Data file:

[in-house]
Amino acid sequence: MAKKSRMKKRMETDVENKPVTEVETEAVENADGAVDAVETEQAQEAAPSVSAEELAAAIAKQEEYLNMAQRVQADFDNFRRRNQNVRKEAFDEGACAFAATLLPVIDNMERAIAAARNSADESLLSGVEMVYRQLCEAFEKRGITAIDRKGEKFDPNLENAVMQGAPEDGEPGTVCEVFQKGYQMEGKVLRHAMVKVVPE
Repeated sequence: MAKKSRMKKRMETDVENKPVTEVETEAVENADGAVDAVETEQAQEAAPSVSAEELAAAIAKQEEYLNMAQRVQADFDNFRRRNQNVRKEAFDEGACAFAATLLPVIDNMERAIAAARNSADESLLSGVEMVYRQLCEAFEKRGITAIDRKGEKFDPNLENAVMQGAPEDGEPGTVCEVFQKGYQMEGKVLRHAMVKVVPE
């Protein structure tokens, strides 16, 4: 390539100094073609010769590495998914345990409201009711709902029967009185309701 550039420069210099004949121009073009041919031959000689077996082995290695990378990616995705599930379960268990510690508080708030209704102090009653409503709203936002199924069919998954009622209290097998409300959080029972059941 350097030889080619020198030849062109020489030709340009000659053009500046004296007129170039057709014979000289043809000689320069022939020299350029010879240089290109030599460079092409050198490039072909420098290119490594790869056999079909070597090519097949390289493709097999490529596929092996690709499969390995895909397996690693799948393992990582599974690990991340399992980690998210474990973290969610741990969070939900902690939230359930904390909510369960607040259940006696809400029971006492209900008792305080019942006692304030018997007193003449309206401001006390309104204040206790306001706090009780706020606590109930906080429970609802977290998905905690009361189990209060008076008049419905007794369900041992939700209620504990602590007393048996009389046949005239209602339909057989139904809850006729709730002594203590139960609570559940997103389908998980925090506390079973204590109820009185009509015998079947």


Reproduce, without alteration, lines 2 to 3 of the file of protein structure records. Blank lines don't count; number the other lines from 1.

Amino acid sequence: MAKKSRMKKRMETDVENKPVTEVETEAVENADGAVDAVETEQAQEAAPSVSAEELAAAIAKQEEYLNMAQRVQADFDNFRRRNQNVRKEAFDEGACAFAATLLPVIDNMERAIAAARNSADESLLSGVEMVYRQLCEAFEKRGITAIDRKGEKFDPNLENAVMQGAPEDGEPGTVCEVFQKGYQMEGKVLRHAMVKVVPE
Repeated sequence: MAKKSRMKKRMETDVENKPVTEVETEAVENADGAVDAVETEQAQEAAPSVSAEELAAAIAKQEEYLNMAQRVQADFDNFRRRNQNVRKEAFDEGACAFAATLLPVIDNMERAIAAARNSADESLLSGVEMVYRQLCEAFEKRGITAIDRKGEKFDPNLENAVMQGAPEDGEPGTVCEVFQKGYQMEGKVLRHAMVKVVPE